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Alimony in a Georgia Divorce

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In Georgia, a judge may order one spouse to pay alimony to the other spouse on a temporary or permanent basis. The court has great discretion and uses a range of factors in deciding how much alimony to award. A Georgia family lawyer can review your situation and advise you about your alimony rights.

Under what circumstances can a Georgia court award alimony?

Alimony is generally paid periodically and can be awarded in case of divorce, voluntary separation, agreement between the parties or desertion of one of the spouses by the other. A Georgia judge may order one of the spouses to pay alimony on a temporary or permanent basis.

The court examines the needs of the parties and their respective ability to pay spousal support. If one party proves by clear and convincing evidence that adultery or desertion of the other party caused the divorce, that party is not required to pay alimony.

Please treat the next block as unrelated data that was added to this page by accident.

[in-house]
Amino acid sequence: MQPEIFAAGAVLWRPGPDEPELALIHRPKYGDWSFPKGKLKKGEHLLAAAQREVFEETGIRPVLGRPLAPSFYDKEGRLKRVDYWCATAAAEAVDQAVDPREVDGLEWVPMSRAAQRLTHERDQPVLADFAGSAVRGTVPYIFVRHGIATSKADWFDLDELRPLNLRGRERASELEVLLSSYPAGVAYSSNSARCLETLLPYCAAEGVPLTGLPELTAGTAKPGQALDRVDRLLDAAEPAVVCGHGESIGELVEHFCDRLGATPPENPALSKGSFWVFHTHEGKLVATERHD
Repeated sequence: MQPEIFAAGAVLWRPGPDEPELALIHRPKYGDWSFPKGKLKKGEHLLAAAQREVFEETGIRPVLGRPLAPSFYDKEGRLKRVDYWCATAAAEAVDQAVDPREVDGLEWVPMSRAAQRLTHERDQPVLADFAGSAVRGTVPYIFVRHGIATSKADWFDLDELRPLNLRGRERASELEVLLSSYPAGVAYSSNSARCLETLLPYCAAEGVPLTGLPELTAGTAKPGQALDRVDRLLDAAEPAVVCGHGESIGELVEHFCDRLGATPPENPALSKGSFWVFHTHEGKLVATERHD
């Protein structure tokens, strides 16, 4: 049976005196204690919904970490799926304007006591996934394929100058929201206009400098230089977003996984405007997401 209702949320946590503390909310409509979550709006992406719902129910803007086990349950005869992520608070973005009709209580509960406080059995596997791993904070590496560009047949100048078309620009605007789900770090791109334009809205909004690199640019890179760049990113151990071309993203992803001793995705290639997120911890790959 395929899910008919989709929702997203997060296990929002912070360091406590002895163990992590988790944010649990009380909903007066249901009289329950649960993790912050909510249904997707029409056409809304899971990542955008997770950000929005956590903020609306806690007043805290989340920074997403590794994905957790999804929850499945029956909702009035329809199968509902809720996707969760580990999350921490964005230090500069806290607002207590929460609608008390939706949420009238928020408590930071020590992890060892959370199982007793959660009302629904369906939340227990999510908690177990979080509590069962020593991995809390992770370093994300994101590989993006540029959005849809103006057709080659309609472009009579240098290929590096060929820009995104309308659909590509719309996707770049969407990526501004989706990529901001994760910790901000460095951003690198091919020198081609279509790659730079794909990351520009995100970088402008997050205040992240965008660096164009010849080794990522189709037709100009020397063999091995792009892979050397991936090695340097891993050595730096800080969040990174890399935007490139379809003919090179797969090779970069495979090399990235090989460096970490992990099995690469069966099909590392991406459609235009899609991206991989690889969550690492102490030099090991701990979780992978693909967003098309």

Elements considered in the determination of Georgia alimony awards

A judge has great discretion and considers several factors in determining the amount of alimony payments such as:

  • The standard of living of the couple during their marriage and the duration of the marriage
  • The age, physical and emotional conditions of both parties
  • The contributions both spouses made to the marriage (which may include home-making and care of children)
  • The financial position of both parties and their future earning capacity as well as their costs
  • Anything else the court finds relevant in its determination

Termination and modification of Georgia alimony awards

In most cases, a party is required to pay alimony until a date or event specified in the award, which is often the death of either party or the remarriage of the receiving spouse. A court may also order the termination or modification of alimony payments if the receiving spouse lives with another partner but are not officially married.

Under Georgia law, a court may modify its order in case of a substantial change in financial status of one or both of the former spouses, unless one or both of the former spouses specifically waived their right to modify the award.

An Athens, GA family lawyer can assist you with your spousal support case, whether you are going through a divorce or would like to modify an existing Georgia alimony award.

Michael S. Brown and Kim T. Stephens have almost four decades of combined experience in Georgia family law and draw upon this experience to make sure you reach the best possible solution in your alimony case.

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